Bandura - Ukraine's national instrument bandura is a plucked instrument which is related to the medieval psaltery and to the Russian husli types, though its form is entirely different. The bandura is a chromatic, harp-like hybrid instrument with forty or more melody strings and ten to thirteen unfretted bass strings on the neck. It has an oval, flat body. The body is made out of a hollowed log, which is rounded off. The table is oval or pear-shaped. The neck is relatively short. Originally it used to be placed in the middle, but in more recent times it was moved to the right. Generally handmade instruments have no more than thirty strings, whereas the modern mass-produced models can have up to sixty strings.
Experts cannot agree on the bandura's exact origin. The predecessor to the bandura was the kobza, a more simple but otherwise similar instrument, with less bass-and melody strings. A kind of lute still played nowadays in Ukraine and in Rumania/Moldavia also bears the name kobza, but most probably only the short neck and the name are derived from the old kobza. The part with the melody strings of the kobza/bandura could be interpreted as stemming from the old east-Slavonic husli. The kobzars (kobza players and singers) played an important role in the Ukrainian fight for freedom and the uprisings against the feudal lords. Bandurists existed from the 16th to the 19th century; they were generally blind and with the aid of their horses travelled throughout Ukraine as wandering minstrels, singing songs known as Dumy, which were songs based on heroic Cossack deeds and free spirit, which united the bandurists into a kind of brotherhood and musical guild.
Bayan - button accordion with a keyboard.
Bubon (tambourine) - a round tambourine (frame drum), with skin on one side mounted with five pairs of metal discs and a few small bells. The tambourine is beaten with a short and thick stick, played in the central and eastern regions of the Ukraine.
Both the repertoire and the playing style of the Ukrainian accordion are deeply influenced by the Russian tradition. A small single-action instrument with 25 melody keys arranged in two rows. The bass side also has 25 keys, which produce a number of chords and fundamental bass notes. The small single-action accordions are called harmoshka just like the old double-action models.
Husli – psaltery, a flat harp with a soundbody under the strings.
The Ukrainian hurdy-gurdy works exactly like the other European types: a wheel made to rotate by a crank acts as a bow. The old examples are diatonic and provided with nine to eleven keys. They have one melody string and two drone strings (tenor and bayork). Chromatic hurdy-gurdies, which are furnished with two rows of keys, were probably introduced after 1920. These instruments are not held obliquely but laid horizontally on the lap. Their keys are provided with a device (often a simple rubber band) to make them return to their starting position. Contrary to most European hurdy-gurdy forms, the Ukrainian lira has never had a trompette (drone string with rhythmical function). It is also noteworthy that quite a few players turn the crank in both directions (first forwards and then backwards); when the direction is changed, the sound is briefly interrupted. The tradition of the lirnyky (hurdy-gurdy players) has played a particular role in the Ukrainian musical culture of the 18th and 19th centuries. All the musicians who are still active today belong to the revival generation. Supposedly the instrument was imported from France by the Ukrainian Cossacks of colonel Ivan Sirko, who took part in The Thirty Years War (1618-1648).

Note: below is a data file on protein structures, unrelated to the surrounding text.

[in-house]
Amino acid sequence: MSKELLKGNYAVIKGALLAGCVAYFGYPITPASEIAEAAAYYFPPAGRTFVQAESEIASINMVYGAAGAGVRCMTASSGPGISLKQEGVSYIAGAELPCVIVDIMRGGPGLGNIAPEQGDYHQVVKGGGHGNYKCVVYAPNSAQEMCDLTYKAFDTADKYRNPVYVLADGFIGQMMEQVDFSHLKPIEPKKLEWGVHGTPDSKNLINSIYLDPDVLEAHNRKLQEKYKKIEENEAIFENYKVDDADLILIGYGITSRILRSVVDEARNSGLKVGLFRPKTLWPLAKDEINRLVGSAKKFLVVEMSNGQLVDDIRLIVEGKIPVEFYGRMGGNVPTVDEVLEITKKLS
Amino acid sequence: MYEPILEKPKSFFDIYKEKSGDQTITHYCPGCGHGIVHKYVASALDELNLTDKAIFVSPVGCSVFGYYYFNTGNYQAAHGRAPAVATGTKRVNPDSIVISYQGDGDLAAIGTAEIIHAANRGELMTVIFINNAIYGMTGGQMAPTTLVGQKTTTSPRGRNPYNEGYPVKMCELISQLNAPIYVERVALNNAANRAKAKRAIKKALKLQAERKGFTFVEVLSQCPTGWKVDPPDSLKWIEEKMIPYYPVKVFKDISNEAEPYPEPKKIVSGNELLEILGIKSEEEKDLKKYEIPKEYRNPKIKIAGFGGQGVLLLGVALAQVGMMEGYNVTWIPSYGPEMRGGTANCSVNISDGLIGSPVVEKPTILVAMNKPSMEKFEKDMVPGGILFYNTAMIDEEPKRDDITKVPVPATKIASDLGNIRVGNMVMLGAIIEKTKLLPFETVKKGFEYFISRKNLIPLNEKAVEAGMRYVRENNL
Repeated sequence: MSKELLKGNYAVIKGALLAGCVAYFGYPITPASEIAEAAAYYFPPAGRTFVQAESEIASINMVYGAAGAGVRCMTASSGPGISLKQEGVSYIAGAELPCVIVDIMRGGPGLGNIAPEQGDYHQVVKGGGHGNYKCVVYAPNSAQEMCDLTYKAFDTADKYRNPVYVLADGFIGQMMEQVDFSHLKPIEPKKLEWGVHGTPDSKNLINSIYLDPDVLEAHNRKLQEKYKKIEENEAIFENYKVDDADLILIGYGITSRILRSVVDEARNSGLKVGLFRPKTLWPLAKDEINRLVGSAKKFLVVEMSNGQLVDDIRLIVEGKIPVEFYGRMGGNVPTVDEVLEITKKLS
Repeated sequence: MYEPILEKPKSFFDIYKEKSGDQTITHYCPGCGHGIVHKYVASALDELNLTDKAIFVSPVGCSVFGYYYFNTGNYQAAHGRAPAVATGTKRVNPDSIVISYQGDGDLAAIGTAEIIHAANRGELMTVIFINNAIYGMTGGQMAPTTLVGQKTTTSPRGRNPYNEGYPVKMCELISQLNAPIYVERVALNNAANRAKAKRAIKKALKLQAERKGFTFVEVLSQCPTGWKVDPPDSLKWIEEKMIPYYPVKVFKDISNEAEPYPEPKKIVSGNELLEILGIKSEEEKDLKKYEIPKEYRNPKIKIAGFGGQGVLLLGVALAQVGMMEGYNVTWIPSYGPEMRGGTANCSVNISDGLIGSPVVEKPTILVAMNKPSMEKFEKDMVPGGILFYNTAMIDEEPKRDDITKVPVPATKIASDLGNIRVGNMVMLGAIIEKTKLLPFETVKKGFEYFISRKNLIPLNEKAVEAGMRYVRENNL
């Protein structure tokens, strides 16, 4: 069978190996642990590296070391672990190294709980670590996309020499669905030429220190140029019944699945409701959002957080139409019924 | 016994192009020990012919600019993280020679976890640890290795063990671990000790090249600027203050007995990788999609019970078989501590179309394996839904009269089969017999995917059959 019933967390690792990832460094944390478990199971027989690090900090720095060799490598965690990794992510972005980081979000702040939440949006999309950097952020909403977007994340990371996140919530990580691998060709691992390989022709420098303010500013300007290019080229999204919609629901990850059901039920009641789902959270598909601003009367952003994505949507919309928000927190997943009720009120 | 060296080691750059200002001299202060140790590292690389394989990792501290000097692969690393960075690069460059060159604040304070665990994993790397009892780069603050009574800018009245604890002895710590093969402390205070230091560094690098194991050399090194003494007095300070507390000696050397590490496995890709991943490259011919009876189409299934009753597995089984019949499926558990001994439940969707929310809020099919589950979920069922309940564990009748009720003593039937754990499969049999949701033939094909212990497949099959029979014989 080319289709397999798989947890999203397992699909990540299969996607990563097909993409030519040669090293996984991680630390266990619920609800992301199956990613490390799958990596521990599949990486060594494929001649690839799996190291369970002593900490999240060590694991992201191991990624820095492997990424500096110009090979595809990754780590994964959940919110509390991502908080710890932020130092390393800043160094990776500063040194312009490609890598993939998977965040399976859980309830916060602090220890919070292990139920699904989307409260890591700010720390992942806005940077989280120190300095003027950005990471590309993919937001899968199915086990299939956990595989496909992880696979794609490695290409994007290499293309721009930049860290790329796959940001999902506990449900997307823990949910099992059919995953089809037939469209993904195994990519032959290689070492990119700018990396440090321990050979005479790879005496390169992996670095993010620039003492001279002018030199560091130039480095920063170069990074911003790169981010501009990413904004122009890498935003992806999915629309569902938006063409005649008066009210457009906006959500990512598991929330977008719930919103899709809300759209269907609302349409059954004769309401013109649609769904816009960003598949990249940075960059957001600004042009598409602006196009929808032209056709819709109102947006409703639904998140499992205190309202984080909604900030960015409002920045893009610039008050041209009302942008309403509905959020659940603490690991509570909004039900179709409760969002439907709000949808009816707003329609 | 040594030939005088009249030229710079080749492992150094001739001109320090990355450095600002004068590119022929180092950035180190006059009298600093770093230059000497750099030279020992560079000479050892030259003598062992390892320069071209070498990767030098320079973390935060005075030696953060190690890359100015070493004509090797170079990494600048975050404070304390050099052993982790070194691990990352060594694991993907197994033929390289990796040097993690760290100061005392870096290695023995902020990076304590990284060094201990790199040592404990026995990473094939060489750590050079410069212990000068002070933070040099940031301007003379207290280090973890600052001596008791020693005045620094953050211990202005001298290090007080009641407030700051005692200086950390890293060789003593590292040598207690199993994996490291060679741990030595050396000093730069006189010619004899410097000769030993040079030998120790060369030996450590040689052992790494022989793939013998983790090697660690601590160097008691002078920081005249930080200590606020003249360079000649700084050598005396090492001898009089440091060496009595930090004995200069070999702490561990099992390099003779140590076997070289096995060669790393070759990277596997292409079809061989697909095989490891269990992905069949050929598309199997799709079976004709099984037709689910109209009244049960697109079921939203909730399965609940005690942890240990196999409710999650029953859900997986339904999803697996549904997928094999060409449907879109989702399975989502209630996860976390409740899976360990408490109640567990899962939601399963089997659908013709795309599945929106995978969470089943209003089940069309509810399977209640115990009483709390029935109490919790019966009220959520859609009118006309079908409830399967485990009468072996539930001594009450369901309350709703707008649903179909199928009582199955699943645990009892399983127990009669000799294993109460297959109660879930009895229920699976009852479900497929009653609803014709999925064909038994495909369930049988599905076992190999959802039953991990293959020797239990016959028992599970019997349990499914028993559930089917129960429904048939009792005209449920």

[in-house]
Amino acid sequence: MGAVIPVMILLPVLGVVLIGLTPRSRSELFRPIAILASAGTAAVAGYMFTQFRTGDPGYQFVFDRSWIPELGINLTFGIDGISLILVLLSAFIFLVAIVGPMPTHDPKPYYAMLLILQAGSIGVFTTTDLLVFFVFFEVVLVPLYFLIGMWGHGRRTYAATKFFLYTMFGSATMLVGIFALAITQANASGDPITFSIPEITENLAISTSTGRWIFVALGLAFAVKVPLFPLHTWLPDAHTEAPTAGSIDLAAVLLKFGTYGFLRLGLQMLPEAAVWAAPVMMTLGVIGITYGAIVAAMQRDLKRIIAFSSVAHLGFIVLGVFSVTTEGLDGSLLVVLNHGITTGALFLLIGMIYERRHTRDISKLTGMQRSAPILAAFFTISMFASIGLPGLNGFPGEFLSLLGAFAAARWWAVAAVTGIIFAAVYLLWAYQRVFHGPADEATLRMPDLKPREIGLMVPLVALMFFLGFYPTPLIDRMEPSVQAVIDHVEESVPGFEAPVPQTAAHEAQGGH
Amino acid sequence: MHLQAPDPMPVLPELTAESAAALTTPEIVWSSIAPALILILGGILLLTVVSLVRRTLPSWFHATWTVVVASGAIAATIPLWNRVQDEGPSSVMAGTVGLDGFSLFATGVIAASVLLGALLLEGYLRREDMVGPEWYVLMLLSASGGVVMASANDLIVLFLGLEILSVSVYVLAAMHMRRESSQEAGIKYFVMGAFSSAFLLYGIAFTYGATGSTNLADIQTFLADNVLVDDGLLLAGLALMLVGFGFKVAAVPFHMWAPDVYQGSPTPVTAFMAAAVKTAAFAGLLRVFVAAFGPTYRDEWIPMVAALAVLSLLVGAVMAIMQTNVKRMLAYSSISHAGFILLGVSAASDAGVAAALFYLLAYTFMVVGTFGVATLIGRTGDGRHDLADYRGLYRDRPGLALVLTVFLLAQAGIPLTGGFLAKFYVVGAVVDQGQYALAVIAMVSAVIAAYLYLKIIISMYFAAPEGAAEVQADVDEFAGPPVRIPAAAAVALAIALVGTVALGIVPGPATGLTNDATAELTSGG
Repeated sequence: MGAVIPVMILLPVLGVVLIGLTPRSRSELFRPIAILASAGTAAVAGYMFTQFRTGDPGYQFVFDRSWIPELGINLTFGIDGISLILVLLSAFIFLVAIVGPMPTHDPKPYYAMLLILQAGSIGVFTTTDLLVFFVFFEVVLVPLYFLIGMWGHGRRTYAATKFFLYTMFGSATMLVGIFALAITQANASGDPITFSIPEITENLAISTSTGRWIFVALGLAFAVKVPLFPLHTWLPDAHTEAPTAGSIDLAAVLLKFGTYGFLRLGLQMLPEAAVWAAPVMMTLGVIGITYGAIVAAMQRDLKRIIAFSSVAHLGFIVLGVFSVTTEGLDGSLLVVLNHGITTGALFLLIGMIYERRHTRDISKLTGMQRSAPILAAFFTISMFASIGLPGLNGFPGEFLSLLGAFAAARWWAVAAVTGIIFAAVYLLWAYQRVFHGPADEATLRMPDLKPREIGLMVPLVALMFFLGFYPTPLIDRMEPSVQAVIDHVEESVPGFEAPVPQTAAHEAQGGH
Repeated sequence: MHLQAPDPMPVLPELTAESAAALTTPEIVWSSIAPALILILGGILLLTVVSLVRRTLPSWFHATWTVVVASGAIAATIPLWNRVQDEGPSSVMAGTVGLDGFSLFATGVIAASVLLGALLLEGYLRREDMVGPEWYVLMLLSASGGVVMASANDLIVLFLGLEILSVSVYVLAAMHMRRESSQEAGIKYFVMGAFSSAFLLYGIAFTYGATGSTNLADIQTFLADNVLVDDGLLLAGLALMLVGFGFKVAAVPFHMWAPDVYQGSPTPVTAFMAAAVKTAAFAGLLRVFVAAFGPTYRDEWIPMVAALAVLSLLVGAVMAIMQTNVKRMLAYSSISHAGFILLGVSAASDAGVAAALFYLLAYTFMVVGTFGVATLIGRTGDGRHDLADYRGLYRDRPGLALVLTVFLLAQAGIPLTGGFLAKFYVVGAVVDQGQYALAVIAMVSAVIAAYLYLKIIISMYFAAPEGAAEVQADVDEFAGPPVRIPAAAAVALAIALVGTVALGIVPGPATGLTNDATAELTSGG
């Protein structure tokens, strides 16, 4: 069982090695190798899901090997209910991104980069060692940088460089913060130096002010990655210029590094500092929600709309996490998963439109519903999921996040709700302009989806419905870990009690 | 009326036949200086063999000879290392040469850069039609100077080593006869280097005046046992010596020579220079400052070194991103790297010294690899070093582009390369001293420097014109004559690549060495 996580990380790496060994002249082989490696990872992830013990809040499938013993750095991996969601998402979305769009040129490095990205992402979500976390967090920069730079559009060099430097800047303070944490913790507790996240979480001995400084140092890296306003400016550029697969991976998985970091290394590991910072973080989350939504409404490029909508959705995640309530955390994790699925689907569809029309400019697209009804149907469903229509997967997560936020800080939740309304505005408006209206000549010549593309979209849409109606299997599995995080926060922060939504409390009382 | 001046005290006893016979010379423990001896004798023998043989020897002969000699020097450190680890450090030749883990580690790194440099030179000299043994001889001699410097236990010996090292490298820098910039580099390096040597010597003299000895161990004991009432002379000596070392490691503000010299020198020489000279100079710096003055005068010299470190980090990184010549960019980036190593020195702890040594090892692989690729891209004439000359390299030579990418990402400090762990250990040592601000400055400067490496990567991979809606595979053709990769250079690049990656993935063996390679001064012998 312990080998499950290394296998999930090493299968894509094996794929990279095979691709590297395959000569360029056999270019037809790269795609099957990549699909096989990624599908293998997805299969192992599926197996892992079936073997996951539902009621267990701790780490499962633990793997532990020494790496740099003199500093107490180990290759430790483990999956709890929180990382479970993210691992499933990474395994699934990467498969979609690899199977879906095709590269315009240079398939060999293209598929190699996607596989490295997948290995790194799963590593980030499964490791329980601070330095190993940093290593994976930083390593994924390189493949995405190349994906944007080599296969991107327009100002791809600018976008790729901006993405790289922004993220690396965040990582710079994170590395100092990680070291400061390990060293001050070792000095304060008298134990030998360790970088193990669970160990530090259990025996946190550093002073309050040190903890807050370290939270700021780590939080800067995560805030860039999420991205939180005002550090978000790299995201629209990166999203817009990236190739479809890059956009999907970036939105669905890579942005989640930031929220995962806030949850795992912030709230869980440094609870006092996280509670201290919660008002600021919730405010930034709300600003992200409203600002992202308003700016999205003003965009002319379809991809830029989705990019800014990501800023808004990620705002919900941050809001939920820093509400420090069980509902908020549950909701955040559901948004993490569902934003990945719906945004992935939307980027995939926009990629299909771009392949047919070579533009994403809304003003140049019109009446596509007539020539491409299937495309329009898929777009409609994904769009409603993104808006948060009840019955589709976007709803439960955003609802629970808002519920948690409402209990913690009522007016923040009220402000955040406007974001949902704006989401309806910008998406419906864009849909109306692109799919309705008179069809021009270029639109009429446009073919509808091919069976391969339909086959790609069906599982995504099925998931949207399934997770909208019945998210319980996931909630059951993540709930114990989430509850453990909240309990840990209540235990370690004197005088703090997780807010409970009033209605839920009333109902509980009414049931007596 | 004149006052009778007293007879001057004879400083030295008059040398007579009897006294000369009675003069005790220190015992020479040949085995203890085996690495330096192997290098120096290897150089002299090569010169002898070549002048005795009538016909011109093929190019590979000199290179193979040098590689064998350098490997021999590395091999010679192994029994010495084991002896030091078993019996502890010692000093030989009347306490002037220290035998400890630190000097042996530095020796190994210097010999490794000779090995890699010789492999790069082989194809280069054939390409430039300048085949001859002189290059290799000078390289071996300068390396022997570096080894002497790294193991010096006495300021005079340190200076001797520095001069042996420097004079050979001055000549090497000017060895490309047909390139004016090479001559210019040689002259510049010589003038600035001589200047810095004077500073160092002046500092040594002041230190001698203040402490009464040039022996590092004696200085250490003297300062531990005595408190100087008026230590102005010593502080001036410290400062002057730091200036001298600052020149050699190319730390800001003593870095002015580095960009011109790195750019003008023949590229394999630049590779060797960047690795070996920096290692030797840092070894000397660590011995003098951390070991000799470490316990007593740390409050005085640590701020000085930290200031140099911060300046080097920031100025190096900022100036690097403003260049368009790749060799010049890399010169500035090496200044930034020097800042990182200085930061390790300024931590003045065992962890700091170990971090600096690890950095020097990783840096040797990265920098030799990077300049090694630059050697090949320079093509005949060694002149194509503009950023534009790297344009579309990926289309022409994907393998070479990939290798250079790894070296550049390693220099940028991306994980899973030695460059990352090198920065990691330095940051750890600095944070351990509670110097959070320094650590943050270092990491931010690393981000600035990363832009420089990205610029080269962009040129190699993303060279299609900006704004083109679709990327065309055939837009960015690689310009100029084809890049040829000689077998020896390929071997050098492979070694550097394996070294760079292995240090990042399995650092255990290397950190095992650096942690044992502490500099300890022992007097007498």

Tsymbaly - hammered dulcimer without legs. It is played while sitting, held on the lap, or standing upright with the tsymbaly in front of the stomach and held in position with the help of a belt around the neck of the player.
Skrypka (fiddle) - violin.
The fiddle tradition is dying out now, but there are indications that the level of playing used to be very high, with remarkably strong bowing. The tunes are played in the first position, but the compass is sometimes extended on the E string with a glissando by the 2nd or 3rd finger. Some fiddlers produce an archaic vibrato with these two fingers. Like the classical violin the skrypka is tuned in fifths and roughly in concert pitch, even when it is played solo.
Sopilka (duct flute) - a wooden end-blown
flute. Sopilkas of various length and tuning exist. The instrument usually is
between 20 and